What are Stocks, Commodities
Source: U.S. Department of State
Stock Market Basics
Capital markets in the United States provide the lifeblood of capitalism.
Companies turn to them to raise funds needed to finance the building of
factories, office buildings, airplanes, trains, ships, telephone lines, and
other assets; to conduct research and development; and to support a host of
other essential corporate activities. Much of the money comes from such major
institutions as pension funds, insurance companies, banks, foundations, and
colleges and universities. Increasingly, it comes from individuals as well. As
noted in chapter 3, more than 40 percent of U.S. families owned common stock in
Very few investors would be willing to buy shares in a company unless they
knew they could sell them later if they needed the funds for some other purpose.
The stock market and other capital markets allow investors to buy and sell
The markets play several other roles in the American economy as well. They
are a source of income for investors. When stocks or other financial assets rise
in value, investors become wealthier; often they spend some of this additional
wealth, bolstering sales and promoting economic growth. Moreover, because
investors buy and sell shares daily on the basis of their expectations for how
profitable companies will be in the future, stock prices provide instant
feedback to corporate executives about how investors judge their performance.
Stock values reflect investor reactions to government policy as well. If the
government adopts policies that investors believe will hurt the economy and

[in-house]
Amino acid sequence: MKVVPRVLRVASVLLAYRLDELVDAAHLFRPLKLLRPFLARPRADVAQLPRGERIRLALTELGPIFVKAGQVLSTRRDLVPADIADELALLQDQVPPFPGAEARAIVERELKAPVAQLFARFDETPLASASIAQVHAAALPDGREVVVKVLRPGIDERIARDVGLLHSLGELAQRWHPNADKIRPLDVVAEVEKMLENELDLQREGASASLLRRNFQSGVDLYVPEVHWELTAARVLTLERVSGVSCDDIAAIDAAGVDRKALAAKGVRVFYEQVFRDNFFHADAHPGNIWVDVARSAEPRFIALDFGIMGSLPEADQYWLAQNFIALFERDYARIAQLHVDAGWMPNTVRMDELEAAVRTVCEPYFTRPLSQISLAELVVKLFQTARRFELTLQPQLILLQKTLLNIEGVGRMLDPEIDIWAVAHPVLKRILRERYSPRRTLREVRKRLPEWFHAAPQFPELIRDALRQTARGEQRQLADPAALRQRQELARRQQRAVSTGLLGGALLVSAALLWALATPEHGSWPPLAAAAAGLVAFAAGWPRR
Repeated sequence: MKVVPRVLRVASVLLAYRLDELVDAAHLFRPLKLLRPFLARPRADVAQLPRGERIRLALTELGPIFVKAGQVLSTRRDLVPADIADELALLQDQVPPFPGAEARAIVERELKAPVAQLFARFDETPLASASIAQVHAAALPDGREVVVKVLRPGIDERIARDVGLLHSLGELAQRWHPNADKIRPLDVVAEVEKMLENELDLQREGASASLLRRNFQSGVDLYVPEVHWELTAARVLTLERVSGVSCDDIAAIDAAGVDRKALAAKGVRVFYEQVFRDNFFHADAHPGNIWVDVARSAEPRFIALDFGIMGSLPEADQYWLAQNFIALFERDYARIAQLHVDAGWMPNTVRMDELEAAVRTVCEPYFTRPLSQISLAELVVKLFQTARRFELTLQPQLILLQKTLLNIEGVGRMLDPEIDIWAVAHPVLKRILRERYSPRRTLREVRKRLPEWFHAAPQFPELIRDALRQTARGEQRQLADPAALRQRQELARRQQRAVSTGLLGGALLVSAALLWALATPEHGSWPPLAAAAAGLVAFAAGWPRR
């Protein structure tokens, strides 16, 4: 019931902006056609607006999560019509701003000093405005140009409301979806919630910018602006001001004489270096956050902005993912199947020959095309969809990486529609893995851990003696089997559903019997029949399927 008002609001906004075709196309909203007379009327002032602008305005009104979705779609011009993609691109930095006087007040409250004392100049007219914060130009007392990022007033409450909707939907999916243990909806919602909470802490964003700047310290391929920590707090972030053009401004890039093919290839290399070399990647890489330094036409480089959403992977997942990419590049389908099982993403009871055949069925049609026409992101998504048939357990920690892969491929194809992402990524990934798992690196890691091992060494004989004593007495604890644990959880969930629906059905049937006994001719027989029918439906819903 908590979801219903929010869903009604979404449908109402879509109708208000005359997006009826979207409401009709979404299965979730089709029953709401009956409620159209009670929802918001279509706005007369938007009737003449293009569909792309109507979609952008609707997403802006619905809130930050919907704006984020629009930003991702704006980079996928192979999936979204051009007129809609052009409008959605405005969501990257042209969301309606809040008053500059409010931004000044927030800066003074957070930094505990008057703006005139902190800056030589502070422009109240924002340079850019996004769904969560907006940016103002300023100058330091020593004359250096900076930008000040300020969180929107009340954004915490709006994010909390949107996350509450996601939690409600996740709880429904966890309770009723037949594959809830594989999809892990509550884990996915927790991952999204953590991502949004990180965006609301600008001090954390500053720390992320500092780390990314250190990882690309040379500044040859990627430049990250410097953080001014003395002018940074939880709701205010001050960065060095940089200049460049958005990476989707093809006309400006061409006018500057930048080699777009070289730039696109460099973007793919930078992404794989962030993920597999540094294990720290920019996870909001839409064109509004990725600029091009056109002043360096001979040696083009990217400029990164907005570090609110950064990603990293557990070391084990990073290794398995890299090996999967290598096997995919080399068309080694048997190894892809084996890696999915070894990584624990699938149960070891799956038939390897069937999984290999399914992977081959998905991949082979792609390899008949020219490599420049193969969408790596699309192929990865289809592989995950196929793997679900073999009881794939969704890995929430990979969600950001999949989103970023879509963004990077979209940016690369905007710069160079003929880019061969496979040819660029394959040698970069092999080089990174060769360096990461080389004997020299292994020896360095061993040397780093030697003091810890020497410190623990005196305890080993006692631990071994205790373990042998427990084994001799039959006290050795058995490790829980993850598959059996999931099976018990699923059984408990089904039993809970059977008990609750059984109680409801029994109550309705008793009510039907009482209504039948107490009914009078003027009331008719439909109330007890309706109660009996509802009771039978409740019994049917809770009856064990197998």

company profits, the market declines; if investors believe policies will help
the economy, the market rises. Critics have sometimes suggested that American
investors focus too much on short-term profits; often, these analysts say,
companies or policy-makers are discouraged from taking steps that will prove
beneficial in the long run because they may require short-term adjustments that
will depress stock prices. Because the market reflects the sum of millions of
decisions by millions of investors, there is no good way to test this theory.
In any event, Americans pride themselves on the efficiency of their stock
market and other capital markets, which enable vast numbers of sellers and
buyers to engage in millions of transactions each day. These markets owe their
success in part to computers, but they also depend on tradition and trust -- the
trust of one broker for another, and the trust of both in the good faith of the
customers they represent to deliver securities after a sale or to pay for
purchases. Occasionally, this trust is abused. But during the last half century,
the federal government has played an increasingly important role in ensuring
honest and equitable dealing. As a result, markets have thrived as continuing
sources of investment funds that keep the economy growing and as devices for
letting many Americans share in the nation's wealth.
To work effectively, markets require the free flow of information. Without
it, investors cannot keep abreast of developments or gauge, to the best of their
ability, the true value of stocks. Numerous sources of information enable
investors to follow the fortunes of the market daily, hourly, or even
minute-by-minute. Companies are required by law to issue quarterly earnings
reports, more elaborate annual reports, and proxy statements to tell
stockholders how they are doing. In addition, investors can read the market
pages of daily newspapers to find out the price at which particular stocks were
traded during the previous trading session. They can review a variety of indexes
that measure the overall pace of market activity; the most notable of these is
the Dow Jones Industrial Average (DJIA), which tracks 30 prominent stocks.
Investors also can turn to magazines and newsletters devoted to analyzing
particular stocks and markets. Certain cable television programs provide a
constant flow of news about movements in stock prices. And now, investors can
use the Internet to get up-to-the-minute information about individual stocks and
even to arrange stock transactions.